In response to:

After the Massacres from the October 12, 1989 issue

To the Editors:

I share of course Simon Leys’s outrage over the brutal suppression of the Chinese students by the Communist government. But I wonder how, in the light of recent events in Eastern Europe, he can defend the following passage in his article [NYR, October 12]:

The tactical flexibility of communism is considerable, but it is also entirely subordinated to a strategic imperative that is essential and immutable: in any circumstance and at any cost, political power must be retained in its totality. This rule is absolute, it tolerates no exception…. [emphasis added]

This sort of analysis is familiar enough, and I suppose that if anyone troubled to look through my own political journalism, they could find similar remarks. But now I wonder. Is what has recently been happening in Poland and Hungary an instance of retaining power “in its totality,” and “in any circumstance”? As an “absolute” rule? We need have no illusions that the Communist leaders, or at least most of them, in Poland and Hungary have become democrats; but is there not evidence of deep fissures in their ranks, with groups and factions in both the Polish and Hungarian parties moving away from the beliefs which Simon Leys ascribes to them? And in Soviet Russia too? Might we not suspect that the kind of analysis Simon Leys provides, while fundamental to the last few decades, is becoming too rigid for the complex and astonishing changes we are seeing in the Communist world?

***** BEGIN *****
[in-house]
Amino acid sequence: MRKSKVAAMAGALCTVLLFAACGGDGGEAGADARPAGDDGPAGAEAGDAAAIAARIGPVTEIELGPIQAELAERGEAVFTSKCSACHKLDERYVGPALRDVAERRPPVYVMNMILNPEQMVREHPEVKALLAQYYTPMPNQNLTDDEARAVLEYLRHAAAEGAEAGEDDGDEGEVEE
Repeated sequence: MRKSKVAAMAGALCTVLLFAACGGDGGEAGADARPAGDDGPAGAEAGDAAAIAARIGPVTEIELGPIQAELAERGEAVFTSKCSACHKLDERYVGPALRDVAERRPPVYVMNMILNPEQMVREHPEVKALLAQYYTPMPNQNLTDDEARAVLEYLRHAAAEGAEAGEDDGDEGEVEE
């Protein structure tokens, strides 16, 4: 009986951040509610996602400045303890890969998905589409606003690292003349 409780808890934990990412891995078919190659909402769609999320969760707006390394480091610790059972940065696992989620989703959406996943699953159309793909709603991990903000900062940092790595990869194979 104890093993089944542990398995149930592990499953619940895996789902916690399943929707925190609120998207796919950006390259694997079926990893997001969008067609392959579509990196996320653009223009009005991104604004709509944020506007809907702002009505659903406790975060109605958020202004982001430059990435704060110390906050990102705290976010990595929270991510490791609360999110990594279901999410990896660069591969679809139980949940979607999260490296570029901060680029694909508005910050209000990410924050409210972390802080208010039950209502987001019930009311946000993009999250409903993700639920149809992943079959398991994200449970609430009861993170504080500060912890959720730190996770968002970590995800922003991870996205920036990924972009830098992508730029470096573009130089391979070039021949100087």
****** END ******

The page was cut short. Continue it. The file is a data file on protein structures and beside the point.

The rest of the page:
I remain as much an opponent of one-party dictatorships, left or right, as ever; but I also think that serious people have to keep their eyes open.

Irving Howe

Simon Leys replies:

Irving Howe makes an important point. I sincerely hope that my “rigidity” will prove to be mistaken.

Current developments in Poland and Hungary are exhilarating indeed (even though fraught with immense dangers); yet it should also be noted that, in the Communist empire, Poland and Hungary are colonies struggling for independence; as such, their case presents only marginal relevance for our discussion.

The real issue is whether the Chinese and the Soviet regimes can actually reform themselves to a significant degree. Regarding China, the exact limits of change were quite clearly marked in blood on Tiananmen Square on June 4. Regarding the USSR, it is disquieting to observe that Mr. Gorbachev’s most faithful and enthusiastic supporters are to be found in the West—not in the Soviet Union.

I certainly wish that communism may change; so far, unfortunately, the main evidence seems to indicate that it can only crush—or crash.

This Issue

January 18, 1990